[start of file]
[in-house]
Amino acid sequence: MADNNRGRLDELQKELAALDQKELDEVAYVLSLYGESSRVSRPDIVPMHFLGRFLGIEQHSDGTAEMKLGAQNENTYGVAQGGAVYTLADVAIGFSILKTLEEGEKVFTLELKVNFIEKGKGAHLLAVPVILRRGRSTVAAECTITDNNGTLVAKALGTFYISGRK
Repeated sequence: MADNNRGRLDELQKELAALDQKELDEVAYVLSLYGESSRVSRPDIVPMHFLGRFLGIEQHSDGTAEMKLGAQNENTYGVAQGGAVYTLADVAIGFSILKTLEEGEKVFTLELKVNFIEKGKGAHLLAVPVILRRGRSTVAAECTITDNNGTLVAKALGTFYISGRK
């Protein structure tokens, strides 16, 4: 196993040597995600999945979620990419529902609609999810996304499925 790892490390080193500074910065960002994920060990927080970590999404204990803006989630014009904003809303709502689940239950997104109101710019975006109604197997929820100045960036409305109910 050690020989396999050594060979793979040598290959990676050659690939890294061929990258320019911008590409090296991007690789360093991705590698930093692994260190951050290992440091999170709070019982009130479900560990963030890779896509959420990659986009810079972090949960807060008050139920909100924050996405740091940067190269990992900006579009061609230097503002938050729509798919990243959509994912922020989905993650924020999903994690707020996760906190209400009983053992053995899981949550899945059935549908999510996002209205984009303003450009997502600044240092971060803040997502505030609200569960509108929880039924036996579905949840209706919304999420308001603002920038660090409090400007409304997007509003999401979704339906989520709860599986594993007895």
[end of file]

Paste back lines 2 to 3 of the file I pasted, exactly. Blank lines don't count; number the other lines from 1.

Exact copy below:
Amino acid sequence: MADNNRGRLDELQKELAALDQKELDEVAYVLSLYGESSRVSRPDIVPMHFLGRFLGIEQHSDGTAEMKLGAQNENTYGVAQGGAVYTLADVAIGFSILKTLEEGEKVFTLELKVNFIEKGKGAHLLAVPVILRRGRSTVAAECTITDNNGTLVAKALGTFYISGRK
Repeated sequence: MADNNRGRLDELQKELAALDQKELDEVAYVLSLYGESSRVSRPDIVPMHFLGRFLGIEQHSDGTAEMKLGAQNENTYGVAQGGAVYTLADVAIGFSILKTLEEGEKVFTLELKVNFIEKGKGAHLLAVPVILRRGRSTVAAECTITDNNGTLVAKALGTFYISGRK